NASA: The Ingenuity Helicopter’s Mission Comes to an End

posted by Jason Kottke   Jan 26, 2024

the Ingenuity helicopter on the surfce of Mars

NASA has announced that the mission of the Ingenuity helicopter has come to an end on the surface of Mars.

While the helicopter remains upright and in communication with ground controllers, imagery of its Jan. 18 flight sent to Earth this week indicates one or more of its rotor blades sustained damage during landing and it is no longer capable of flight.

Originally designed as a technology demonstration to perform up to five experimental test flights over 30 days, the first aircraft on another world operated from the Martian surface for almost three years, performed 72 flights, and flew more than 14 times farther than planned while logging more than two hours of total flight time.

Nice job, little flying rover! Rest well.

Massive Ancient Network of Cities Found in the Amazon

posted by Jason Kottke   Jan 25, 2024

lidar image of straight roads and structures built by an ancient Amazonian civilization

lidar image of straight roads and structures built by an ancient Amazonian civilization

lidar image of straight roads and structures built by an ancient Amazonian civilization

Using lidar, a team led by archaeologist Stéphen Rostain has found evidence of a network of cities in the Amazon dating back thousands of years. From the BBC:

Using airborne laser-scanning technology (Lidar), Rostain and his colleagues discovered a long-lost network of cities extending across 300sq km in the Ecuadorean Amazon, complete with plazas, ceremonial sites, drainage canals and roads that were built 2,500 years ago and had remained hidden for thousands of years. They also identified more than 6,000 rectangular earthen platforms believed to be homes and communal buildings in 15 urban centres surrounded by terraced agricultural fields.

The area may have been home to anywhere from 30,000 to hundreds of thousands of people:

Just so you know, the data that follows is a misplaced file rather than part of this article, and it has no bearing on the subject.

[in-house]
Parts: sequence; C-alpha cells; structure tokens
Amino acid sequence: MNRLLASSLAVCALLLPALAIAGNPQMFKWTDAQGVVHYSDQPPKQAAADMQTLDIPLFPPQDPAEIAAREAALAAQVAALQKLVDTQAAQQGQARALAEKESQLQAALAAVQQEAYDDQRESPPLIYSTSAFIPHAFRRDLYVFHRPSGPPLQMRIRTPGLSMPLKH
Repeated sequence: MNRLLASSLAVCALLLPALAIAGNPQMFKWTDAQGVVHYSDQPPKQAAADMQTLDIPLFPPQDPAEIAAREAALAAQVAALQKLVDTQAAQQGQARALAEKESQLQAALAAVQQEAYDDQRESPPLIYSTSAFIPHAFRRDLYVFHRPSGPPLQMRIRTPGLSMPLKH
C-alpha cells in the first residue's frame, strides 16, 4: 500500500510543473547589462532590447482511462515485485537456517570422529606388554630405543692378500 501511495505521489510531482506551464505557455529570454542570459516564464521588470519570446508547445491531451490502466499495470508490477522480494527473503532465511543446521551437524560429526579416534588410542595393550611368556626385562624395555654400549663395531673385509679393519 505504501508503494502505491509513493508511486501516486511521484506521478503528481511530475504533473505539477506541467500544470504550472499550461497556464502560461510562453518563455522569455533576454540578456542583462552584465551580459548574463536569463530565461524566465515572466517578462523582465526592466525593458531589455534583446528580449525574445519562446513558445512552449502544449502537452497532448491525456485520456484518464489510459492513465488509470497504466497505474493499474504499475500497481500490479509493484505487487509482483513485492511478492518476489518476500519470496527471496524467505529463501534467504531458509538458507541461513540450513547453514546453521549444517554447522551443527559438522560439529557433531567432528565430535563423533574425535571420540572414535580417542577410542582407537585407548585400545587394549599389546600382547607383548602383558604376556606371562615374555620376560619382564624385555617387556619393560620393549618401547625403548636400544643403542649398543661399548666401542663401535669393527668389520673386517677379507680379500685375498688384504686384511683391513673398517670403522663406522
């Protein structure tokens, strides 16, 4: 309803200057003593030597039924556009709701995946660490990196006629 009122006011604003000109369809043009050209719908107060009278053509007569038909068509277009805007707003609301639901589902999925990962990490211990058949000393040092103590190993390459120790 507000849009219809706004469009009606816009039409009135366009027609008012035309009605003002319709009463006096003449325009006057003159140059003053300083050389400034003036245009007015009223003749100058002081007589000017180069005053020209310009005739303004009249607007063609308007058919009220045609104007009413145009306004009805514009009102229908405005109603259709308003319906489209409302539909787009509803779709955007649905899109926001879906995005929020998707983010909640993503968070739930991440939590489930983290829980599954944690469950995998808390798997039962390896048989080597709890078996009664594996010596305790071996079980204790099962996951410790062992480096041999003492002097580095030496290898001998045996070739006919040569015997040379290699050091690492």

“This discovery has proven there was an equivalent of Rome in Amazonia,” Rostain said. “The people living in these societies weren’t semi-nomadic people lost in the rainforest looking for food. They weren’t the small tribes of the Amazon we know today. They were highly specialised people: earthmovers, engineers, farmers, fishermen, priests, chiefs or kings. It was a stratified society, a specialised society, so there is certainly something of Rome.”

You can read more coverage of this in New Scientist, the NY Times, Science, and the Guardian.

I still remember reading Charles Mann’s Earthmovers of the Amazon (which he turned into the excellent 1491) almost 25 years ago and being astounded to learn that civilizations in the Americas were older, larger, and more widespread than I’d been taught.

The Clever Engineering Trick That Allows Simple Rice Cookers to Perfectly Cook Rice

posted by Jason Kottke   Jan 12, 2024

The other day I posted a quick note of appreciation for my trusty rice cooker. I have what you might call a fancy rice cooker — it has all sorts of different settings and “advanced Neuro Fuzzy logic technology” — and it cooks my rice perfectly, every time. I am sure it is an engineering marvel.

But this $20 one-button rice cooker also cooks rice perfectly, every time. And it does so using some very simple and clever engineering involving magnets:

This button thing is made of an alloy that has a Curie temperature just a bit higher than the boiling point of water. This allows it to function as a temperature-dependent kill switch. Thanks to the outer spring, it’s always held firmly in contact with the bottom of the pot, which ensures it and the pot are at nearly equal temperatures. So long as there’s liquid water sitting in that pot, the pot itself cannot get hotter than water’s boiling point.

This means that the button remains magnetic, and the magnet is able to overcome the force of the inner spring, so the device stays in cook mode. But, once the rice has absorbed all of the water (and/or once all the remaining water has boiled away) the energy being added to the pot by the heating element is no longer being absorbed as latent heat.

Now, the pot can quickly start to exceed the boiling point of water. And once it gets past the Curie point of that little sensing button, the magnet is no longer attracted to it, so the spring overcomes the magnet and… *click* the rice cooker switches back to the warming mode.

Science is so cool. (via david)

The Science of Snowflakes

posted by Jason Kottke   Jan 11, 2024

In a video for the Royal Society, physicist Brian Cox explains the science of snowflakes, from how they form to where their shape and symmetry comes from. Plus this bombshell: “Snowflakes aren’t actually white.” (via aeon)

From The Smallest to the Largest Thing in The Universe